The new beer shelf is filling up nicely!

 Posted by at 12:22 am
Dec 162016

Last weekend I made a batch of English IPA (yet to be named), the first I’ve made for a long time. The style I am aiming for is for a reasonably full bodied beer, about 6%, with lots of floral, spicy English hops, some citrus, good bitterness, and a really nice malty finish. When looking for ideas for a good recipe, I came across a forum post which described one that has won numerous prestigious awards in the US, so that seemed a good place to start. It uses pure East Kent Goldings hops throughout the boil, but it diverges from a traditional English IPA in the use of Chinook hops at the dry hopping stage, which is a more citrussy hop. When I made it, I changed the amber malt to Vienna, and the yeast to dry Safale S-04, as that’s what I could get locally at short notice. My final recipe can be found here.

Fermentation went like a rocket, going from 18C to 21C purely from the exothermic reaction of the fermentation process, and it was finished within 4 days. I took a sample and it tasted great- really flowery hops and plenty bitterness, a bit of sweetness (it finished at 1.013, 6%) and a lovely malty-bitter finish. This was before adding the Chinook, so I actually bottled 4 x 500ml bottles directly before adding the dry hops in a bag, so I can compare the two variants later. I’ll leave it about 4-5 days for the dry hops to soak,  and then bottle it all. It will be ready to drink early to mid January, ready for the Scottish Craft Brewing competition at the end of the month. I’m really looking forward to tasting this when it is ready!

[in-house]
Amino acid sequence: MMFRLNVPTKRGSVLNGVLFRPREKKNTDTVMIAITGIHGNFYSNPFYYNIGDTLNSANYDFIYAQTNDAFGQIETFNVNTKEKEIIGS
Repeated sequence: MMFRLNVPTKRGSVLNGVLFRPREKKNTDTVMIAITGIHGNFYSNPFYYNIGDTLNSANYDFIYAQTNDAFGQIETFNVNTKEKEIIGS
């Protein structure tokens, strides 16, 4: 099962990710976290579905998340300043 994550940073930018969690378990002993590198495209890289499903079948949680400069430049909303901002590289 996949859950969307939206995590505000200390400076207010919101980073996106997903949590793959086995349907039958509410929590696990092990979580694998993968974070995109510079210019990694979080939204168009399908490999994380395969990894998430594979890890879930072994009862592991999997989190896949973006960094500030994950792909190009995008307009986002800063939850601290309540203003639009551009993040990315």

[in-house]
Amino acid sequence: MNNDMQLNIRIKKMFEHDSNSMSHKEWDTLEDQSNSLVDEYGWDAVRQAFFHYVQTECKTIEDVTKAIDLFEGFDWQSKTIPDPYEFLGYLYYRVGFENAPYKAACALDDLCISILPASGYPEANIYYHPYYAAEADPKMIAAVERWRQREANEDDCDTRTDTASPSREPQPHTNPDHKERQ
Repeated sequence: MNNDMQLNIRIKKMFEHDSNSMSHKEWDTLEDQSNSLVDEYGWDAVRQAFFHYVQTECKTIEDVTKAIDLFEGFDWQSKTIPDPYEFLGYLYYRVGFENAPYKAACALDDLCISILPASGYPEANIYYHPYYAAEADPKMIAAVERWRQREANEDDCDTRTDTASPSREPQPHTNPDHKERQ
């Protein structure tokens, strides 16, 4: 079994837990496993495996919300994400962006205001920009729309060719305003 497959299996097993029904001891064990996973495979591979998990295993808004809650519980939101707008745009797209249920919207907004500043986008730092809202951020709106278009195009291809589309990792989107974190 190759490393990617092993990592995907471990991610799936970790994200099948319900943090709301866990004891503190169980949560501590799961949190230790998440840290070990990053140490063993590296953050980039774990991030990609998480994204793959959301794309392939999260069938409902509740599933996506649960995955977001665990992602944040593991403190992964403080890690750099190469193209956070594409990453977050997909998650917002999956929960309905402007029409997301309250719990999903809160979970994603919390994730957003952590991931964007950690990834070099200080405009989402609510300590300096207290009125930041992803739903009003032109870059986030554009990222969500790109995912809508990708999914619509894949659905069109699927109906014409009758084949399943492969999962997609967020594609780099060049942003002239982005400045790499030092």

Posted by at 10:35 pm
Dec 152016

This is a rather belated post as I actually brewed this back on the 26th Nov, but it is still sitting in the fermenter, keeping relatively cool in the communal stairwell amongst the jungle of plants, and under a bin bag to keep the light (and nosy neighbours) out.

I’m not a big lager drinker by any means, but that is largely down to the predominance of tasteless (or worse) mega lager in the pubs here. Drinking a really good German or Czech lager (one of the many variations, be it Pilsner, Helles, Marzen, Bock etc) is a totally different experience, and thankfully the ‘craft’ microbreweries in the UK are now also producing some nice ones.

Making a Pilsner is something I’ve not tried since I was a PhD student in the early 90’s, and looking back through my notes, I recollect that I had mixed fortunes- at least 2 batches were chucked down the toilet due to infection which left a scum, a strong smell of acetone, and a revolting harsh bitterness that I still remember all too vividly. This will have been due to a combination of too-high fermentation temperature, imperfect sanitation, relatively low hop rates (hops is good preservative and the main reason it was originally used in beer), perhaps a poorly sealed fermentation vessel, and the thought that being a lager, it had to sit for ages before bottling- so it went off. The batches which worked, I remember being pretty good.